You never know how or when you will come across a property that makes sense as an investment. It is not a stretch to say that all it takes is one good rental property to have a significant impact on your bottom line. While rehabs and flips are the current rave, a rental property is a tried and true real estate investment. Not only can you reap the monthly benefits in the way of cash flow, you can see future gains with property appreciation. You don’t need to be a real estate tycoon to buy a rental property and start building your portfolio. If you are considering a rental property purchase here are four important items you need to know.
Different Financing Guidelines. Buying a non-owner-occupied property is much different than buying your primary residence. With your primary residence you can get away with reduced credit scores and a minimum down payment. With an investment property there are a few hard and fast non-negotiable guidelines. For starters, depending on the number of units the minimum down payment is anywhere from 10-20%. Additionally, the credit score minimum can be as high as a 720, depending on the lender. Investment properties are considered a higher risk factor by lenders based on the fact they are a secondary property and if faced with a financial crunch, most homeowners will save their primary residence. Because of this, investment loan approvals are much harder to obtain.
Increased Tax Benefits. There are a handful of favorable tax benefits that come with home ownership. These are ramped up with an investment property. Not only can you take the usual deductions for interest paid, you can write off mileage driven to the property, money spent for improvements and several other impactful deductions. It is not a stretch to say that these tax breaks can change your tax return bottom line by thousands of dollars. This alone can impact how you view the property. A property with just average monthly cash flow can feel like a home run once the deductions are factored in.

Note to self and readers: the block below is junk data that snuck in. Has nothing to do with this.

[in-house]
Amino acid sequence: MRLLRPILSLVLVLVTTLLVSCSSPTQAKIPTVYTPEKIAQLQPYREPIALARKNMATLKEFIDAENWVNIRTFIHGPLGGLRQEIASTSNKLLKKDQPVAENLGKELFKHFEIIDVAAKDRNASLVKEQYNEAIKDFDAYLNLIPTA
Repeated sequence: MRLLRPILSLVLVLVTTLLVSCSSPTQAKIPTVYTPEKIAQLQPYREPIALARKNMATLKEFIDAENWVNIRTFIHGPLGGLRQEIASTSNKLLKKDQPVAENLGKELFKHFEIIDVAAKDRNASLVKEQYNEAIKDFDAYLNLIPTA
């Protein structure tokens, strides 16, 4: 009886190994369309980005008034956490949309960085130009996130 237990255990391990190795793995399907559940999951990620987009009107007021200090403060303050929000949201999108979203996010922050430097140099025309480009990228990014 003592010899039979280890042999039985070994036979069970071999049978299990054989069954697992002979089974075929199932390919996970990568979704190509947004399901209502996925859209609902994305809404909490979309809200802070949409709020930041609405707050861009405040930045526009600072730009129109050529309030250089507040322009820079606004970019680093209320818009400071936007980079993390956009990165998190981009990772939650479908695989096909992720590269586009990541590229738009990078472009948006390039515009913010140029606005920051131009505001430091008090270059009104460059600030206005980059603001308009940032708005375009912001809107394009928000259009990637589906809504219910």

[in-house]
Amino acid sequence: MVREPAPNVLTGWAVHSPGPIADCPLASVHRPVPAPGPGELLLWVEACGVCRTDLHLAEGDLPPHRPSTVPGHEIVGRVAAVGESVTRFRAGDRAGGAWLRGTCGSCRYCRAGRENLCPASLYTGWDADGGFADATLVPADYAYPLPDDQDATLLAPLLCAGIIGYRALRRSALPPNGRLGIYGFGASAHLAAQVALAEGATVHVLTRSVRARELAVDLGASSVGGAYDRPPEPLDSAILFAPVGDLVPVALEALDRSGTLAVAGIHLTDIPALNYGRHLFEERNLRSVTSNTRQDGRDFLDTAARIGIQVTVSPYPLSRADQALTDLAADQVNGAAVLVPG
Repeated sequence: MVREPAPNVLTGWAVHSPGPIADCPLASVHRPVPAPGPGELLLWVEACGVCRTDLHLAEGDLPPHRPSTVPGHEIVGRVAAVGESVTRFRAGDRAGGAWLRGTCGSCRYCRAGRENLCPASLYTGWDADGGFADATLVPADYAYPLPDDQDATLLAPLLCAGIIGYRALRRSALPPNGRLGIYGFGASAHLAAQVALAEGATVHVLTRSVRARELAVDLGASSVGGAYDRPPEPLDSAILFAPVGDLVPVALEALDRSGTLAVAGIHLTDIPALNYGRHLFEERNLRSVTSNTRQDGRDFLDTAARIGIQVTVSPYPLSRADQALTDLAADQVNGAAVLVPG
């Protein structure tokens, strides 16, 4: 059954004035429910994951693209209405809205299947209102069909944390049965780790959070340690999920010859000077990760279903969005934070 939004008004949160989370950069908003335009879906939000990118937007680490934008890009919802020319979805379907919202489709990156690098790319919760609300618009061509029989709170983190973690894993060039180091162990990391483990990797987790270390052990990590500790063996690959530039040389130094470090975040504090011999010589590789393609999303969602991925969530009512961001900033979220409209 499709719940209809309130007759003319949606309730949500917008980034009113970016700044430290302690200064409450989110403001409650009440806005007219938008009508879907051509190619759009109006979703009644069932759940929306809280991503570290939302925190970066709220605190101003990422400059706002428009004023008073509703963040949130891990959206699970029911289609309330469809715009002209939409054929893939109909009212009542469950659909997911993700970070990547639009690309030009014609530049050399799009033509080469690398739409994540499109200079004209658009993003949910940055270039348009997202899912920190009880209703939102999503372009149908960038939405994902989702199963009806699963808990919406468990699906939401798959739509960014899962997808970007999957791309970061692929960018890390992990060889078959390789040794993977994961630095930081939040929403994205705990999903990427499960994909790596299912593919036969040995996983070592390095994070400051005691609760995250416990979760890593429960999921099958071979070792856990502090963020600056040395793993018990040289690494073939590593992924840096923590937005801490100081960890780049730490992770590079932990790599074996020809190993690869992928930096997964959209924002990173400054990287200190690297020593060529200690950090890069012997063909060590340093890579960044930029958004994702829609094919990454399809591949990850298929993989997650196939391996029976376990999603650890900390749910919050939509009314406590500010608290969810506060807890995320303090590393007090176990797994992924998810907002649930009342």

Property Management. From the outside, owning a rental property means finding tenants and waiting for rent checks to pour in. As any landlord can tell you, it is not that easy. You may go weeks, even months, without dealing with tenant drama, then in the matter of a few days, you could be faced with three separate matters. Most of these are minor in nature, but they still must be dealt with quickly and decisively. If you own a rental, you are going to have to manage it. If you do it on your own you need to make sure you are available at all hours of the day and can tackle whatever is thrown at you. If you opt for a dedicated property manager obviously this will come at a reduction in your bottom line. There really isn’t a right or wrong approach to management. Whatever you decide to do you need to accept that management comes with rental property ownership.
Hidden Costs. Monthly cash flow can be defined as the residual money that is left from the rent received and housing expenses. The most obvious expense is the loan payment, however there is often more that meets the eye. Depending on your lease agreement you may have to cover certain utilities, lawn care and snow removal. There are also seasonal maintenance fees every quarter or so that also must be accounted for. Individually these costs won’t break the bank but added up can have a real impact on the bottom line.
For every disgruntled landlord there are nine others who enjoy rental property ownership. Just one rental property can boost your portfolio and be a springboard into the world of real estate investing.